As the baby latched on with surprising fierceness, the nurse offered her own prayer.
Let her be strong.
Let her be sly.
And let her be ugly.
Born in 1435 in Transylvania to Vlad Dracul Prince of Wallachia aka Vlad the Dragon and Vasilissa Princess of Moldavia, named Ladislav the feminine form of Vlad, we meet Lada – soon to be the female Vlad The Impaler. Her father had no use for a daughter, apart from a good marriage, but Lada from a very young age showed she is not to be underestimated.
“I am your father. But that woman is not your mother. Your mother is Wallachia.”
I often request more badass heroines, that are not badass only for show, heroines that do stuff, heroines that are fierce and Lada is 100% that heroine. She’s a badass from birth, practically unwanted by her awful father and abandoned by her weak mother that couldn’t stand up to Vlad, she became her own person from day 1 and was never going to settle.
She was contrary and vicious and the meanest child the nurse had ever cared for. But in Lada she saw a spark, a passionate, fierce glimmer that refused to hide or be dimmed.
And so Lada grew up, with a brother she didn’t care for and a person she treated like a brother. It was a good build up for what’s to come to see her childhood in such detail. Sort of like an origin story. I’m a huge fan of historical fiction, but also I’m extremely picky because I want there to be accuracy and kudos to the author for all the research, finally all these years of history lessons paid off because this blew my mind!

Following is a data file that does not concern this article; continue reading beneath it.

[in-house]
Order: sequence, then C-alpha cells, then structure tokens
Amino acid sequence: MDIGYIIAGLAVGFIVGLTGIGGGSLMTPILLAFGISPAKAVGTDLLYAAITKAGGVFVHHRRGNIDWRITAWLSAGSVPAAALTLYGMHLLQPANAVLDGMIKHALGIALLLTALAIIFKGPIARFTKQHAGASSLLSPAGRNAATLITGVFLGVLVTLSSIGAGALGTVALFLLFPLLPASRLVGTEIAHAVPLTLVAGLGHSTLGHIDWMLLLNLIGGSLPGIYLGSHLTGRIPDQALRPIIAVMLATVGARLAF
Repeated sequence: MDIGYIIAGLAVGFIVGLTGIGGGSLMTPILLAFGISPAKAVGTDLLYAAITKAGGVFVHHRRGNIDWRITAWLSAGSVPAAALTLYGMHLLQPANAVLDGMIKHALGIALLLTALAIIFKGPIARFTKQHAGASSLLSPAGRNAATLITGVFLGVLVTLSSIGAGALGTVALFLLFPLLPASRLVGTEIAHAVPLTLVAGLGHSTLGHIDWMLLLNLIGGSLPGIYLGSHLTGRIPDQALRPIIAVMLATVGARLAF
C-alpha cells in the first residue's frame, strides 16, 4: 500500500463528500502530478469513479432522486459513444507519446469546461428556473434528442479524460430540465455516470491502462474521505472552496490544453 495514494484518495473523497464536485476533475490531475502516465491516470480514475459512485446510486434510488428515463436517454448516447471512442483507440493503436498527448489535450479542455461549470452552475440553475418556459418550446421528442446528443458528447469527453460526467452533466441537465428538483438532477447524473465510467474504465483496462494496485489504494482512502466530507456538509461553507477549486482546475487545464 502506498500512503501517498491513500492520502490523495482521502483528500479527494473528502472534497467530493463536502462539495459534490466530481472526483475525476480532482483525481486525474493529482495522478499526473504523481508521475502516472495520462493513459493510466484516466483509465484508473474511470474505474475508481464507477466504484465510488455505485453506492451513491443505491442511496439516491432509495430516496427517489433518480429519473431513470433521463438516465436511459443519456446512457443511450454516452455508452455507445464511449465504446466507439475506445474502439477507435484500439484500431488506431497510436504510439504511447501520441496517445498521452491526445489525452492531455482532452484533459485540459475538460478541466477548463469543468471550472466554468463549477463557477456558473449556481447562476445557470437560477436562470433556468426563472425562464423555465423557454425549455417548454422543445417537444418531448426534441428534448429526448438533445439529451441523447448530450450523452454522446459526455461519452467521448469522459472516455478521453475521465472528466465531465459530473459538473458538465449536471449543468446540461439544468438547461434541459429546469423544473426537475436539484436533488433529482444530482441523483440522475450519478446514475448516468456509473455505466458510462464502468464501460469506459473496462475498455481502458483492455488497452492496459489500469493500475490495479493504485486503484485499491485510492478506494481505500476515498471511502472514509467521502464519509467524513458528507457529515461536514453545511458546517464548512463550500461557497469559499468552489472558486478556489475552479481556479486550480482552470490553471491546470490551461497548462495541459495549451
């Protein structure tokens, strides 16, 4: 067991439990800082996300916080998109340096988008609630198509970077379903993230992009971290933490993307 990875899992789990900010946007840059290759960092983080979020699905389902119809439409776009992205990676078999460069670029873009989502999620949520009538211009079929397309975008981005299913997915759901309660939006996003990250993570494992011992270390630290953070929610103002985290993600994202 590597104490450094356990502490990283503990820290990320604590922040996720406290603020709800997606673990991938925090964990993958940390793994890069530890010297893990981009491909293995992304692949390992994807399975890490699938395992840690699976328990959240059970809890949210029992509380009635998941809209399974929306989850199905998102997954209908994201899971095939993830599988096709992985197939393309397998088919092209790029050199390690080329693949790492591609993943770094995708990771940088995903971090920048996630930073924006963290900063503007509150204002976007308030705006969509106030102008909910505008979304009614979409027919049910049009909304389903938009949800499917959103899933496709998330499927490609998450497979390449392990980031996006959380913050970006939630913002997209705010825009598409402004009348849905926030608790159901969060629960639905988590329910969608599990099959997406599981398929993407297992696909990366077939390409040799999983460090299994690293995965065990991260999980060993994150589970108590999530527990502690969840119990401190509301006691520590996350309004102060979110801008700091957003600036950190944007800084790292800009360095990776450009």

Lada as a character is fierce. Unlike most dystopian books that try to make the heroine want to be more than is what is expected of a woman, this one had the history to back it up, I can’t stress this enough. All around her, she sees the way the world is build, only fit for a man, and her brother, well he is not born to be a warrior for sure, but that’s all she wants, she wants more than to just sit and wait for whatever future her father arranges for her. She’s mad. She’s pissed at the limited choices she has and she fights back, there’s not a single moment that she gives up or changes her views.
“I am not something to be kept! Next you will tell me you want to keep me behind walls, keep me in padded, perfumes rooms, keep me here. I am not your concubine, Mehmed!”